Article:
COLUMBIA — Students and faculty voiced both support and opposition Thursday to a letter UM System President Gary Forsee wrote Rep. Blaine Luetkemeyer urging him to oppose two "Clean Energy" bills.
The letter was written in November and opposed a House resolution and a Senate bill because they would have a "detrimental impact" on the University of Missouri System. In the letter, Forsee cited concerns the legislation could cost the university between $5 million and $8 million. Some critics have said this contradicts Forsee's previous support of the American College and University Presidents' Climate Commitment petition.
According to a document provided by MU spokeswoman Mary Jo Banken, these figures were generated based on information from the Energy Information Administration and the Environmental Protection Agency. The university's worst-case scenario projected the legislation could cost the school $6.7 million, with a 20 percent margin of error.
“We urge you to oppose these bills or ensure that specific exemptions are included,” Forsee wrote in his letter.
About 35 protesters gathered outside University Hall, where the system offices are located, in opposition to Forsee’s stance on the legislation.
“He ... used the word 'we,'” said MU junior Tyler Hutcherson, a member of Coal Free Mizzou who disagrees with Forsee. “I’m definitely not a part of that ‘we.'”
Jan Weaver, director of MU's Environmental Studies program, said MU has an important role to play in making the state more carbon-neutral.
Weaver said Forsee raised legitimate concerns about the budget in his letter, but she does not think the university should base its actions on a worst-case scenario.
"It would be reasonable to ask for a best-case scenario as well," she said.
About 10 MU students who support Forsee's stance on the legislation counter-protested, citing concerns that the proposed bill could ultimately increase students' tuition.
"We're not like anti-environment, it's just ... the cost far outweighs the benefits with this bill," MU senior Eric Hobbs said. "The university is a business, and they're not just going to take a hit in profits."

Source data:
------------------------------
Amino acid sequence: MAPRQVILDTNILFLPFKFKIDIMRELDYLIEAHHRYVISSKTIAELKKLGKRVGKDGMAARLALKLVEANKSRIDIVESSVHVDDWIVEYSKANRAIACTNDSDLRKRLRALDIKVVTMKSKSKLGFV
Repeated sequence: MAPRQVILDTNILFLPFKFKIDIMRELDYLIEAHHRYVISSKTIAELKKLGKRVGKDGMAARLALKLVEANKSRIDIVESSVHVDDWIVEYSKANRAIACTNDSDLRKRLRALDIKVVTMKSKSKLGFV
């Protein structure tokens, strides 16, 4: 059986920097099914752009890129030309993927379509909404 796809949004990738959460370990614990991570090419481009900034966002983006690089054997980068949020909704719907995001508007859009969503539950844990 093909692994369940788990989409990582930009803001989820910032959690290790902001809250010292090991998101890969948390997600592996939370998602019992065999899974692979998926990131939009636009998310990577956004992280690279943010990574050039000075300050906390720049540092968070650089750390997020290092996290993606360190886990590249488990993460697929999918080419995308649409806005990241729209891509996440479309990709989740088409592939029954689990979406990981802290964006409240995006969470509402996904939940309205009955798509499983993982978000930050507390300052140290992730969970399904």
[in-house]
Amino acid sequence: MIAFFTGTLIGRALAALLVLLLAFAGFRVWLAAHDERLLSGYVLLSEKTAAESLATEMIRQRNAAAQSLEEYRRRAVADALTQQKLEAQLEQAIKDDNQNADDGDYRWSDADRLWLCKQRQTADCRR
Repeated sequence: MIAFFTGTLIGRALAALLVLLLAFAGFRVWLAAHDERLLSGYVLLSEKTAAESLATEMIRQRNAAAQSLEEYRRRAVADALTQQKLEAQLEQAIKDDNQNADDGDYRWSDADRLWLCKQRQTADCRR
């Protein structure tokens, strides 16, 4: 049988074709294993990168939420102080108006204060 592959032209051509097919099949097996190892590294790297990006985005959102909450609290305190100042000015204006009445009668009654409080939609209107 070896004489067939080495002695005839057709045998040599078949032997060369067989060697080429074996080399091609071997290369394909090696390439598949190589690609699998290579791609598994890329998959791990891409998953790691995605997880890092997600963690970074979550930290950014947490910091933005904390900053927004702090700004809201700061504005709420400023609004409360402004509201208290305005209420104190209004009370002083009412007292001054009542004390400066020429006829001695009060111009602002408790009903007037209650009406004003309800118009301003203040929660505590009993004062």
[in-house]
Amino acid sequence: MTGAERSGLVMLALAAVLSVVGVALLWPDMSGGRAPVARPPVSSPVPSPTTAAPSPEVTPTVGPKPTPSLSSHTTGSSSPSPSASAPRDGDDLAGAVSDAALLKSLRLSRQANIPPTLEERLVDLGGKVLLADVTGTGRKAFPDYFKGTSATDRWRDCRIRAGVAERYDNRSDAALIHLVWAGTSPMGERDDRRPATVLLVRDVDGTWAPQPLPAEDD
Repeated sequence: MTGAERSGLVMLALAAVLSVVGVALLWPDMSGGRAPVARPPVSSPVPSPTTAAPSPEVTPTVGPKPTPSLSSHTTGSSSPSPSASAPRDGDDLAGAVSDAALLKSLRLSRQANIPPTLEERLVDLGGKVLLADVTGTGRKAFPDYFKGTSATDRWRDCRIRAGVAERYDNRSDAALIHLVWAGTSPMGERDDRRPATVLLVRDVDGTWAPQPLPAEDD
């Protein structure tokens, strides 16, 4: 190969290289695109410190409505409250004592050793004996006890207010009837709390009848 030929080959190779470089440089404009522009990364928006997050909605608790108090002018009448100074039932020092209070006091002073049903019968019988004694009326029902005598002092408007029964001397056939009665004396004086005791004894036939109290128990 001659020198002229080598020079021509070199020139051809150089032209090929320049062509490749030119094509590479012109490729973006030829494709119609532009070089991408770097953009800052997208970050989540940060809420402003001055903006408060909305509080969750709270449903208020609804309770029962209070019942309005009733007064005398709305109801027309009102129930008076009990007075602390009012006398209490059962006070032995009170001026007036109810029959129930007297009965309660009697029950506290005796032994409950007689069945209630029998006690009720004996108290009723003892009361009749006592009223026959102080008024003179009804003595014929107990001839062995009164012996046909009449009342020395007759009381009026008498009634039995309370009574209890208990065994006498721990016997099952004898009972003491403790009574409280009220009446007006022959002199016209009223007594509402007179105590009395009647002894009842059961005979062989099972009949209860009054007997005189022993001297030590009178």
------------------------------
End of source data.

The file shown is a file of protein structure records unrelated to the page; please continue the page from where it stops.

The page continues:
Gov. Jay Nixon announced in January a budget agreement for fiscal year 2010 under which Missouri students would be protected from tuition increases, and higher education institutions would receive necessary funding, according to the governor's Web site. He proposed last month to freeze tuition again.
Nixon's office could not be reached for comment.
MU sophomore Megan Roberts, who agrees with Forsee's stance, said she would like to see an economic model implemented that rewards companies for lowering carbon dioxide output as opposed to legislation that forces them to.
"I believe we should give tax credits to companies that invest in alternative energy research," she said.
One piece of energy legislation, House Resolution 2454, or the American Clean Energy and Security Act of 2009, passed the House in June and is awaiting a Senate vote.
According to a bill summary by the Committee on Energy and Commerce, the legislation currently includes the following measures:
- Require electric utilities to satisfy 20 percent of their electricity demand through renewable energy sources and energy efficiency by 2020.
- Invest in clean energy technologies and energy efficiency, including $90 billion in renewable energy and energy efficiency, $20 billion in electric vehicles and other advanced technologies, $60 billion in carbon capture and sequestration, as well as $20 billion in "basic" research and development.
- Reduce carbon dioxide emissions from major U.S. sources by 17 percent by 2020.
According to the Committee on Energy and Commerce's summary, citing the Congressional Budget Office, the legislation is calculated to cost the average household less than 50 cents per day.